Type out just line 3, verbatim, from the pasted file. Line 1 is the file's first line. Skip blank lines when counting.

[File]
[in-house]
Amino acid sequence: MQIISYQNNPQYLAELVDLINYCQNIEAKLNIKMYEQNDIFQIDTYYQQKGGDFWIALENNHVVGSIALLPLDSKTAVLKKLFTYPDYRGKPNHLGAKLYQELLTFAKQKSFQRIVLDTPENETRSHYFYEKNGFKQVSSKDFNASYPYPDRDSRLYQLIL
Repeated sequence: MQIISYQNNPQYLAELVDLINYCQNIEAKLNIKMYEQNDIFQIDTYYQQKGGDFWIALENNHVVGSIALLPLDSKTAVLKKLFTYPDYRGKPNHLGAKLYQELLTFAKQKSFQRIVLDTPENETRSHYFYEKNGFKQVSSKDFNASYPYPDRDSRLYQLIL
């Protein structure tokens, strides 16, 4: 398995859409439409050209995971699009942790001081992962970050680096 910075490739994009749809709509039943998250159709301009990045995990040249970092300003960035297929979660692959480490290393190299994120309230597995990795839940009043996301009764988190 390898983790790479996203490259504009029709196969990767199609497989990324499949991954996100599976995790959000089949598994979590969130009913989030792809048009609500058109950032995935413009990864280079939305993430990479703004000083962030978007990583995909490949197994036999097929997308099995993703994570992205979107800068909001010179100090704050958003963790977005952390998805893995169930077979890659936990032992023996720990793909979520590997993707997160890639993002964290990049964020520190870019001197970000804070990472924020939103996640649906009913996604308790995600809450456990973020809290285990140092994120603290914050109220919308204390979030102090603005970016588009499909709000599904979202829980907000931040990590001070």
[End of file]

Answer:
Repeated sequence: MQIISYQNNPQYLAELVDLINYCQNIEAKLNIKMYEQNDIFQIDTYYQQKGGDFWIALENNHVVGSIALLPLDSKTAVLKKLFTYPDYRGKPNHLGAKLYQELLTFAKQKSFQRIVLDTPENETRSHYFYEKNGFKQVSSKDFNASYPYPDRDSRLYQLIL